The Irish Literary Revival

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Irish Literary Revival was an enormously important movement in the history of Ireland for the works of that time continue to influence many authors to this day. The exact date of the beginning of the Revival is rather indeterminate, however, it is considered to emerge around the period of 1880-1890. Felton describes the movement in words “The Revival drew together many of Ireland’s finest writers and scholars in an effort to rejuvenate an Irish literary and cultural tradition that been subverted by hundreds of years of British political domination” (2007:4). The movement started to disappear in the 1920s.
The roots of Irish Literary Revival can be found in the Romanticism, specifically in the two Celtic Revivals which took place in the late
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According to Felton, the Literary Revival “emerged out of ashes of a political failure: a scandal that toppled one of Ireland's most beloved politicians, Charles Stewart Parnell, in 1890” (2007:7-8). The scandal concerns Parnell's affair with Katherine, wife of Captain William O'Shea. The events deprived Parnell of his powerful status in Irish Parliament, however, many of his followers continued to work for Irish culture. Seeing the arts and the humanities as a crucial area through which the Irish identity and eventually independence can be gained, culture started to thrive. Douglas Hyde, the first President of Ireland and the first president of Gaelic League, is certainly one of the most prominent activists. Being the author of the collection of Irish folk stories, he contributed substantially to the attempts in reviving the Irish language and his works inspired many writers after him (Felton…show more content…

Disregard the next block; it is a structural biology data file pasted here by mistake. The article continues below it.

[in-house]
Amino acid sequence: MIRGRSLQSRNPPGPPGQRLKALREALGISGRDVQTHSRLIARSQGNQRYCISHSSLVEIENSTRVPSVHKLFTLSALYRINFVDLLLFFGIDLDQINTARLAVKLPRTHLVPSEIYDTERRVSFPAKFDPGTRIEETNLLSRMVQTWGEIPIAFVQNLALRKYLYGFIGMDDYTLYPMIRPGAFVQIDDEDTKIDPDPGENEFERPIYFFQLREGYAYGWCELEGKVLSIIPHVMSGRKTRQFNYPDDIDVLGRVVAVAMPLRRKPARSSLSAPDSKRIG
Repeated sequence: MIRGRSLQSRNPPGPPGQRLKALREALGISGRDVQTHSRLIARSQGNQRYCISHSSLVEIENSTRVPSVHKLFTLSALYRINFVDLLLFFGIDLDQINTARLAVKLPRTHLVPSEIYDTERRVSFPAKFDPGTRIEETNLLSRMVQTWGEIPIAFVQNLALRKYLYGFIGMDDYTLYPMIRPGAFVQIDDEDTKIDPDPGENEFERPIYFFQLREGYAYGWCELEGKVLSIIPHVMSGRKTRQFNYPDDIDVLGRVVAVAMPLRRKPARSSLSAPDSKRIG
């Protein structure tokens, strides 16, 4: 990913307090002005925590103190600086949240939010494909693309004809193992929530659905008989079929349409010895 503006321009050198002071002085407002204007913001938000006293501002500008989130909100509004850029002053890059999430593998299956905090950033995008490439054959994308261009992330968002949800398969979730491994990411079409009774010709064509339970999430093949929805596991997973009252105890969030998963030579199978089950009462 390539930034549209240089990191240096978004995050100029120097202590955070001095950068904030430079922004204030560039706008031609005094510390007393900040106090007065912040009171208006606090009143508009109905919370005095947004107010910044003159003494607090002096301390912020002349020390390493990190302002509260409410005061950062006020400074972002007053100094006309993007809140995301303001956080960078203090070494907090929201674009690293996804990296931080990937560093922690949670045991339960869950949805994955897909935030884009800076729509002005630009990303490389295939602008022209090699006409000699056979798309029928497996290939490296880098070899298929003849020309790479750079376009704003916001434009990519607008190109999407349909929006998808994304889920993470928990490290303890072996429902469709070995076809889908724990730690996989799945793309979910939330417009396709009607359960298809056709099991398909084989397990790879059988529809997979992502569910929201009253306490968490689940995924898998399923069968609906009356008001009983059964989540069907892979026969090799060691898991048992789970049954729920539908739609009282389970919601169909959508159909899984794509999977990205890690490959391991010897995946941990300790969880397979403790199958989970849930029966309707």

The best example of such case is a crucial for the movement involvement of Lady Augusta Gregory whose works and translations enriched immensely the Irish literature. Similarly, William Butler Yeats and John Synge, both had Protestant Anglo-Irish backround. Greene and Stephens describe it in words: “one of the ironies of the Irish Literary Revival was that it was founded by people whose origins were not Celtic and whose knowledge of the tradition they were attempting to identify themselves with was slight indeed” (1959:97). Used as main themes in vast amount of literature from that time, Celtic tradition and Irish situation were frequently simply an inspiration for creating works, however with time they began to be exploited for nationalistic purposes, regardless of the original intention of the
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